Second, García-Sancho's historiography reflects his solid awareness of the dangers of writing history of recent and contemporary science, and in particular writing the history of genomics, a field empowered by the notable characters of its main actors (Craig Venter, James Watson, among others), and by the salient place it has cultivated within contemporary science and society at large. Having myself warned of the risks faced by historians in legitimating the genomicists' narrative of their own field, I cannot but appreciate the fact that García-Sancho has incorporated previous findings on the connection between evolutionary biology and the development of the first computer tools for sequence analysis. As García –Sancho convincingly argues, and I have argued before, some of the first analytical and comparative tools of today's bioinformatics originated in the field of evolutionary biology. This genealogy, however, is totally erased in the genomicists' accounts, who tend to see themselves as heirs of the molecular biology revolution. Among other undesirable consequences of these accounts it is important to mention how disciplinary hierarchies and science policy priorities have been shaped –and continue to be- by the attribution of every major development in 20th century life sciences to the iconic developments surrounding Watson and Crick's double helix model of DNA. By selectively eliminating actors in their personal narratives (in this case evolutionary oriented scientists), the genomicists not only deliver a monophonic history, but influence the present and future trajectories of science.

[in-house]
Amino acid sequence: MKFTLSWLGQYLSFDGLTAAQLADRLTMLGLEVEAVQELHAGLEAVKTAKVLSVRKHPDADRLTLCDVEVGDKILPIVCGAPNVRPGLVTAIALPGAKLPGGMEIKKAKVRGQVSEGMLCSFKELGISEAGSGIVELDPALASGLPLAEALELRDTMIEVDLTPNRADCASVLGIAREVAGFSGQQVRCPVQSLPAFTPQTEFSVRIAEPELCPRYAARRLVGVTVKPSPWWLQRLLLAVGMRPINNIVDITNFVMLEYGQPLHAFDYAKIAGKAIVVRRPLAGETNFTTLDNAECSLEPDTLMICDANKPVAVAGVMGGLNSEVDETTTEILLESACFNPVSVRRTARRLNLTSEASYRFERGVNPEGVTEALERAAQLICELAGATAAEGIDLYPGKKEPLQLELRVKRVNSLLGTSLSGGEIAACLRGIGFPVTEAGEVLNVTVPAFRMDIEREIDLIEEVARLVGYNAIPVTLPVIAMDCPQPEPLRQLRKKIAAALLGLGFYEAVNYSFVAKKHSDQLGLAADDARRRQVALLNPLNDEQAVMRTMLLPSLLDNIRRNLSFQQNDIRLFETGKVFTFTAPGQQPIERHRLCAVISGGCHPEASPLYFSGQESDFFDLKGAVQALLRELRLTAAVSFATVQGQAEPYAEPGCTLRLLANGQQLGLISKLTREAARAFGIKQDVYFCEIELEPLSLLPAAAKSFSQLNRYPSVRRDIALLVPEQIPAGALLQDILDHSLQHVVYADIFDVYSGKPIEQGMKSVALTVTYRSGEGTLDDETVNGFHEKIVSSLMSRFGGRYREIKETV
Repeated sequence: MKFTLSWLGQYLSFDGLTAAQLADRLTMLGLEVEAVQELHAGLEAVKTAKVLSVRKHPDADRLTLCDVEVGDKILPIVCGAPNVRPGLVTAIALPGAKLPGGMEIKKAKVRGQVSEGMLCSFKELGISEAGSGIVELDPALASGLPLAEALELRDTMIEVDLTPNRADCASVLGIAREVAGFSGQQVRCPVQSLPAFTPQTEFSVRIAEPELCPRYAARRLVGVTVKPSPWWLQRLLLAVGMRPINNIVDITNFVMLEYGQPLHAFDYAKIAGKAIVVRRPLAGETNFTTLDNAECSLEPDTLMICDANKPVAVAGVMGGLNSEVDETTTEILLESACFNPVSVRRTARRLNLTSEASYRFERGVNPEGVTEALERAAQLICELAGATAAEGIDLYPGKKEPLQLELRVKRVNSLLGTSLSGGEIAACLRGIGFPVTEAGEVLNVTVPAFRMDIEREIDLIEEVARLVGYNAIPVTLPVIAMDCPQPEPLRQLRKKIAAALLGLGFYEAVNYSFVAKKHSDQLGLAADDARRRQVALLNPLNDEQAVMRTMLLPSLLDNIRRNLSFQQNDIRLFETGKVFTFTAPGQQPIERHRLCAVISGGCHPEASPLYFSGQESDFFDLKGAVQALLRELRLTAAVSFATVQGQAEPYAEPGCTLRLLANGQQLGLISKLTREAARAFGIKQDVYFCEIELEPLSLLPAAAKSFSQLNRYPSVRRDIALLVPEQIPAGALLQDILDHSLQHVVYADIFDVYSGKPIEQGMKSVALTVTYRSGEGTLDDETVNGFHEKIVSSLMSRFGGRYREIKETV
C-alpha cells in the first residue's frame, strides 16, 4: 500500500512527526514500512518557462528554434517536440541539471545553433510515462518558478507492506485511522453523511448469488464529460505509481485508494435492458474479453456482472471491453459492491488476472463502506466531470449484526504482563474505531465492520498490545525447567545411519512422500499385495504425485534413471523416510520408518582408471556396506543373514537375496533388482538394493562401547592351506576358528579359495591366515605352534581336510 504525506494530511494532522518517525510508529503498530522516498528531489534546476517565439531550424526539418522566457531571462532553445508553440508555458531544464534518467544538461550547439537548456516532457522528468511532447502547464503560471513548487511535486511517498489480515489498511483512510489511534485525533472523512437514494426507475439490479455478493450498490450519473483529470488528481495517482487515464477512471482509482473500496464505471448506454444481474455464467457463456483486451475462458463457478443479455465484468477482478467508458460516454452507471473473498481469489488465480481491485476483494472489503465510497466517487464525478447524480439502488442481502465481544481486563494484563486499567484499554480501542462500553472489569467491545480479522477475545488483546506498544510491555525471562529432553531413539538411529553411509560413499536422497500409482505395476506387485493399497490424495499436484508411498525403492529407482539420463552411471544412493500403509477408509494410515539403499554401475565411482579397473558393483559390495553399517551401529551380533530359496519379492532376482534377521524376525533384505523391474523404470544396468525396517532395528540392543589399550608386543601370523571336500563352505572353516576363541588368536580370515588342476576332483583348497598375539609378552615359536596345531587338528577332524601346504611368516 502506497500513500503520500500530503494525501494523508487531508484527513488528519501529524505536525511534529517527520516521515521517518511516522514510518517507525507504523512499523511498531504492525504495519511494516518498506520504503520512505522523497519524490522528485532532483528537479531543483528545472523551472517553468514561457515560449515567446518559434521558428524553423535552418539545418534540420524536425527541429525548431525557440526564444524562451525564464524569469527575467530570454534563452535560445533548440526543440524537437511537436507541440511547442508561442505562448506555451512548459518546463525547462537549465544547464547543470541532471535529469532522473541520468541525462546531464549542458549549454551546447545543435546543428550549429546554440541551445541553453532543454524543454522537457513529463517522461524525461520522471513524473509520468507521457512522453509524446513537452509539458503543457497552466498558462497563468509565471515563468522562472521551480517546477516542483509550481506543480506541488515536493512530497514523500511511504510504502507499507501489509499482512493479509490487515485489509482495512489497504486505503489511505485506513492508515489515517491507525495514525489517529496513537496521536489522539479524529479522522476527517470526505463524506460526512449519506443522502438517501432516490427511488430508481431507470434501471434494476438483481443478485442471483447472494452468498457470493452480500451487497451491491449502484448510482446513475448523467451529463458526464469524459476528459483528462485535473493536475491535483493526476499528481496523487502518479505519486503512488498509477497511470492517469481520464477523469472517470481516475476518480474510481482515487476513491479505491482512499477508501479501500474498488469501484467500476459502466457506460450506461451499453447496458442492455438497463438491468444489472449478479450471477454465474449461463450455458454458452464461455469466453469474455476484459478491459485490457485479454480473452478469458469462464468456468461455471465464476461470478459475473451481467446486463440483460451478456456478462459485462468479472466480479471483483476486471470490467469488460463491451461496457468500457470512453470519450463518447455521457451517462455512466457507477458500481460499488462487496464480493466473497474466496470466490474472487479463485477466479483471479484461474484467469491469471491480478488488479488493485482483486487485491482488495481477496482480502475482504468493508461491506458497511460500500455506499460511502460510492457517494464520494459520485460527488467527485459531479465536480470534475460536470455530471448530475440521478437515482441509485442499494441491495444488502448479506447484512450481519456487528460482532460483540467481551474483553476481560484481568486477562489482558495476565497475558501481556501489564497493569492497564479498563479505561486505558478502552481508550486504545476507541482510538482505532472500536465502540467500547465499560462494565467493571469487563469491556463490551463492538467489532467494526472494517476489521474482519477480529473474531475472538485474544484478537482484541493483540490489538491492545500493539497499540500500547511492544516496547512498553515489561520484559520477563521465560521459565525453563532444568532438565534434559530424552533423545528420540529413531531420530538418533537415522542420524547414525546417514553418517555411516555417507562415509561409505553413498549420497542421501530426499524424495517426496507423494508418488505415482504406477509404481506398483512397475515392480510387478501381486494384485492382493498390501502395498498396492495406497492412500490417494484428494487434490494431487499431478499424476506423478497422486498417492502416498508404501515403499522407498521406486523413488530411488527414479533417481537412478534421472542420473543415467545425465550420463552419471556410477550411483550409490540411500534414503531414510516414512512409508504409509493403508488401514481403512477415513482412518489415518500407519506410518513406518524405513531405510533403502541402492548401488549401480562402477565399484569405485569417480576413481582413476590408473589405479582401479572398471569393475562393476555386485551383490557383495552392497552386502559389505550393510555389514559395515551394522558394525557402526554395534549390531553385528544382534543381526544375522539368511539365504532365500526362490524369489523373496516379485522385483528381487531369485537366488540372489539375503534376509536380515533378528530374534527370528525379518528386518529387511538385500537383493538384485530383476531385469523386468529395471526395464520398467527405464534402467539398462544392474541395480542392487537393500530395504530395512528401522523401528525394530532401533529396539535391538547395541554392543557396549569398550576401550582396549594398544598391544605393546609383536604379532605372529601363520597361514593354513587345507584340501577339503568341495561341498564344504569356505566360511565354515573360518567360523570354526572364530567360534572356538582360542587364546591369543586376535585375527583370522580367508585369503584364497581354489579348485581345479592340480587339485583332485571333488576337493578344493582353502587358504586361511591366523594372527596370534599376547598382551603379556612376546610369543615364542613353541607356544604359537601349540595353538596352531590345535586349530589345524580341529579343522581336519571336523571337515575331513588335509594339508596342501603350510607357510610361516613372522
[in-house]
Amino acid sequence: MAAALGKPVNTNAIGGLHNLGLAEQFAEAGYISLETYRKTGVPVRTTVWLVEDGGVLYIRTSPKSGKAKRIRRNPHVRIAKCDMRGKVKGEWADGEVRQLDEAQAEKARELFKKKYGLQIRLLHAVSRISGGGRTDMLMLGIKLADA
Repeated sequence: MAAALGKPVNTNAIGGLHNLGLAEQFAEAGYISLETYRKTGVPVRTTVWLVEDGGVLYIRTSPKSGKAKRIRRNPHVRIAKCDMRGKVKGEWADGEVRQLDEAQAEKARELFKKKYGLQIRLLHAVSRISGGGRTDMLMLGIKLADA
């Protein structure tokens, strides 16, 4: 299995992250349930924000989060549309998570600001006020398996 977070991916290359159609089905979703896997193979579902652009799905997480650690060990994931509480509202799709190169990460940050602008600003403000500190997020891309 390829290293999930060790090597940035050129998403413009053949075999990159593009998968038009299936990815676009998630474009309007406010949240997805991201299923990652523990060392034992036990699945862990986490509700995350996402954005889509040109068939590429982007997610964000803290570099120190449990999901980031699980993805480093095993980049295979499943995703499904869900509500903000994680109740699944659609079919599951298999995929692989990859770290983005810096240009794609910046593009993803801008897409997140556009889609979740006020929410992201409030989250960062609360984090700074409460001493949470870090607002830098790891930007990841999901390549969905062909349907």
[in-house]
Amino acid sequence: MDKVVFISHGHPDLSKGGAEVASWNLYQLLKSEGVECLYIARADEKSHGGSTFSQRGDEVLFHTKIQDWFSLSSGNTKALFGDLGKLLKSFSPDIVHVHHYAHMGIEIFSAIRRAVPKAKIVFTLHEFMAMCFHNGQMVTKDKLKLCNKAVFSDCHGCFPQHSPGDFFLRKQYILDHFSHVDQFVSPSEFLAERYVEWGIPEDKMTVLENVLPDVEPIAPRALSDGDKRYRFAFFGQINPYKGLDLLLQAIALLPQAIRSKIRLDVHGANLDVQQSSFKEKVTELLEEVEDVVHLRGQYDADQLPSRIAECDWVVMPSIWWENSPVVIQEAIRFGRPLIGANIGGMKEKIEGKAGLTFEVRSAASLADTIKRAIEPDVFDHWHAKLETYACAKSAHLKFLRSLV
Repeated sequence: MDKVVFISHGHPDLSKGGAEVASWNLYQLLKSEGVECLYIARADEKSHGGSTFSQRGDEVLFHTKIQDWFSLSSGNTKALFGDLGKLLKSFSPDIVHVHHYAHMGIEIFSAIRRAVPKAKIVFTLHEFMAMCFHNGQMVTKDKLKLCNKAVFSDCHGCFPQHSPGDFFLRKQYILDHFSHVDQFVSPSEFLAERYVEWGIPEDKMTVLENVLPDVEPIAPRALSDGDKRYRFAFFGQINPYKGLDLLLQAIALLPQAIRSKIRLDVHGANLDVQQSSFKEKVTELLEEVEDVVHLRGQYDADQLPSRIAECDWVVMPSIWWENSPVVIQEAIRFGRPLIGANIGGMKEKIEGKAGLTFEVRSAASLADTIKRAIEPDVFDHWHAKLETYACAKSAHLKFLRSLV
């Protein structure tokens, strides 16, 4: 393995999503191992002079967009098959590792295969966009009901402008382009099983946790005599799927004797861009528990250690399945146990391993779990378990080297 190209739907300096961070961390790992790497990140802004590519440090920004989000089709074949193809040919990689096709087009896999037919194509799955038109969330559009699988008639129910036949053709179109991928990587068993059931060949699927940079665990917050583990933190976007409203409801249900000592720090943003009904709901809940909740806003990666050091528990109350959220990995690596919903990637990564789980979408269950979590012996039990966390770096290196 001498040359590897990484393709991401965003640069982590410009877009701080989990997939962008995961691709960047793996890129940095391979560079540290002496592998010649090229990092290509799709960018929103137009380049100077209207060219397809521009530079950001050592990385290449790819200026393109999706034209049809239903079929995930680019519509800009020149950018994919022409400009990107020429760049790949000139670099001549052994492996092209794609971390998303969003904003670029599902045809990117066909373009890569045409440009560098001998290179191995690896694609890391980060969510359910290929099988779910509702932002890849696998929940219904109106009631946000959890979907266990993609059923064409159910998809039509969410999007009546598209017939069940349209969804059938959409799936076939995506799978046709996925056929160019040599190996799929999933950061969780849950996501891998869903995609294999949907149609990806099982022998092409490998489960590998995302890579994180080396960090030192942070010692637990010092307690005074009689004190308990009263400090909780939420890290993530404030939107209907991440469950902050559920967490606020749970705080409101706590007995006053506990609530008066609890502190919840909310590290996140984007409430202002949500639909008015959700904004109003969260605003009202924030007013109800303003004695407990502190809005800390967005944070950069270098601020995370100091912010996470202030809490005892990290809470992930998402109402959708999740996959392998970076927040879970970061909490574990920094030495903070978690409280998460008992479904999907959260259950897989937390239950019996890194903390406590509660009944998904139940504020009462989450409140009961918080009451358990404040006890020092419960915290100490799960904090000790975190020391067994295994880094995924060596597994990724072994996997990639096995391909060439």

Third, García-Sancho's historiography is an important reminder of the benefits of using new and diverse resources in the writing of recent and contemporary science. He does so in particular in chapter 6, by recurring to the history of business and corporate culture of Caltech, and by appealing to a comparative account of the different cultures of scientific institutions to account for the divergent trajectories of sequencing automation and the further commercialization of sequencers. Again, the author's historiographical decisions have further implications, since he demonstrates that institutional cultures are more important that supposed national styles in explaining the development of commercialized automatic sequencers and the different approaches in the private and public attempts to sequence the entire human genome in the late 1990s.